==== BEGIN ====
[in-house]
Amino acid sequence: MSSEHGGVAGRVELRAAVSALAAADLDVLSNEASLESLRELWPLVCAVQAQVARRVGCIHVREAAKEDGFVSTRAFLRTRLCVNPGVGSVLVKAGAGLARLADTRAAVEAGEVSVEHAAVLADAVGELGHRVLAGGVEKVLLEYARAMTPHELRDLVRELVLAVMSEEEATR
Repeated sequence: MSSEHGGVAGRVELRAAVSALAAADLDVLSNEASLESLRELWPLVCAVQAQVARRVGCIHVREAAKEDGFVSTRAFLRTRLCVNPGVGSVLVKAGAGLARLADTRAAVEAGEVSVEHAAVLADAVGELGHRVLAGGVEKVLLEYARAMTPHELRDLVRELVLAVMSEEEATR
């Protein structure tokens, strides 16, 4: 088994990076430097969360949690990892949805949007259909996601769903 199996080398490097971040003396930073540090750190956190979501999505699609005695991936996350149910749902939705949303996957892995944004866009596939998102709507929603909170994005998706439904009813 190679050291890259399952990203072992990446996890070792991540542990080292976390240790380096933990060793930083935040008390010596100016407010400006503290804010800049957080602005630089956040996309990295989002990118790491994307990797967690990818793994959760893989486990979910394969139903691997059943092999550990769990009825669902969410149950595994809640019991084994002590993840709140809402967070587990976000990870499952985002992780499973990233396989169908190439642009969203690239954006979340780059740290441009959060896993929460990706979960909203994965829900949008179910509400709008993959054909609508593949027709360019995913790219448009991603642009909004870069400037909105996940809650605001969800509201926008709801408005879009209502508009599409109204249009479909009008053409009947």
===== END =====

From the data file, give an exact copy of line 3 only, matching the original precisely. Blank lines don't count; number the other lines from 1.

Repeated sequence: MSSEHGGVAGRVELRAAVSALAAADLDVLSNEASLESLRELWPLVCAVQAQVARRVGCIHVREAAKEDGFVSTRAFLRTRLCVNPGVGSVLVKAGAGLARLADTRAAVEAGEVSVEHAAVLADAVGELGHRVLAGGVEKVLLEYARAMTPHELRDLVRELVLAVMSEEEATR